This final observation took place on Thursday 16th of May, a couple of weeks ago. I’ve watched the video recording of the lesson twice since then, and as usual, the impressions each viewing made on me differed from my initial impression of the lesson. My immediate reaction was very positive; I felt that my students had admirably achieved the learning outcomes I had chosen, and I was largely satisfied with my decisions about how to deliver and structure the lesson. Watching the recording raised new reflections, allowing me to be more critically aware of small but significant omissions in preparation, and to notice missed opportunities to support learners, or to provide them with more clarity. I now question my in-class enactment of the style of lesson I wanted to implement, and hope to benefit from noticing ways I could have made the lesson more effective. One encouraging aspect was my learners’ receptiveness to the interaction patterns they communicated in, and their openness to the learner-centred approach which I had been endeavouring to train them into in recent weeks.
The lesson was based on collaborative, inductive language analysis, supported by an element of ‘flipped classroom’ learning. The learning outcome I was aiming for was the personalised communicative use of past simple and past continuous verb forms, along with using ‘when’ and ‘while’ as temporal connectors.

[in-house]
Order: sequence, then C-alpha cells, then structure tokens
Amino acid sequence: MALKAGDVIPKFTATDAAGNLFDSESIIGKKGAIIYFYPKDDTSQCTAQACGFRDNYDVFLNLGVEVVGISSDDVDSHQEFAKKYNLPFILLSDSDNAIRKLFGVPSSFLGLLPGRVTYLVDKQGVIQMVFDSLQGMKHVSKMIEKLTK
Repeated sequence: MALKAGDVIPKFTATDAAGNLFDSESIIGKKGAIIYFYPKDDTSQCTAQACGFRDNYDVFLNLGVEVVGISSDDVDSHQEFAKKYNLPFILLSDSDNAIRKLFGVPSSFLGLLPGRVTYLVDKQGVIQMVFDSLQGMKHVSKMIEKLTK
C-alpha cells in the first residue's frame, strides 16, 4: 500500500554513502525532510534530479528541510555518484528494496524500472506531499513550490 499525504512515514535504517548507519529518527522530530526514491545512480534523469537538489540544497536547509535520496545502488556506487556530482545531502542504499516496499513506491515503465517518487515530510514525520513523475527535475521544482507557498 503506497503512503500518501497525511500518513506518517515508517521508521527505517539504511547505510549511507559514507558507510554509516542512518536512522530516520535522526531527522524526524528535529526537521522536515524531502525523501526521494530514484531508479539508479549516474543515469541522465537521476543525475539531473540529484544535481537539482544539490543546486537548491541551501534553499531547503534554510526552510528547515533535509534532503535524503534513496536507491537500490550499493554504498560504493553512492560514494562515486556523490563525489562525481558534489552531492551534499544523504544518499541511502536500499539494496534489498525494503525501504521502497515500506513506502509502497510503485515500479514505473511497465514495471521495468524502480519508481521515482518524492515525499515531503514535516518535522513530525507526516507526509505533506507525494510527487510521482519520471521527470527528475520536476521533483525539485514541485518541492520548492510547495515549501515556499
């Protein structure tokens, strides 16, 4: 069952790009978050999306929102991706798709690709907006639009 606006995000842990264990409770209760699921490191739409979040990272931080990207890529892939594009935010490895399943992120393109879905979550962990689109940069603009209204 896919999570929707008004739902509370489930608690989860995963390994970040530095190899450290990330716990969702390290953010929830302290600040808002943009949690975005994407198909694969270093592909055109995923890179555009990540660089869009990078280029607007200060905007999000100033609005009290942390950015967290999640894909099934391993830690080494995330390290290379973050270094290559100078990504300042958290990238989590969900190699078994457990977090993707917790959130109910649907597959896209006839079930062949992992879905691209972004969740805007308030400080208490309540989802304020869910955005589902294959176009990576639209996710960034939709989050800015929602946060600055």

It began with learners describing a journey they had recently taken, with the hope that they would describe an event in their journey using the past simple with the past continuous. This was intended as a way of personalising and contextualising the language we would be using. They would later revisit this and use ‘when’ or ‘while’. A large part of the lesson was aimed at learner-centred language analysis, which started with students comparing and completing their homework together – pictures, accompanied by sentence stubs, to elicit past simple/past continuous constructs – and continued with learners creating timelines to illustrate the temporal relationships of the actions in their sentences. During this, I tried to encourage personalised use of the language, and to monitor learners’ collaborative work to check they grasped the meaning and use of the language. “When” and “while” were then introduced along with pictures. Learners worked together to describe the past events in the pictures and were challenged to incorporate “when” and “while” into their descriptions, along with past continuous/simple. Cards were then used on the WB, along with elicited student production from the previous task, to model the use of “when” and “while”, before students finally returned to their initial description of a journey, combining the language analysis they had carried out to create more detailed accounts.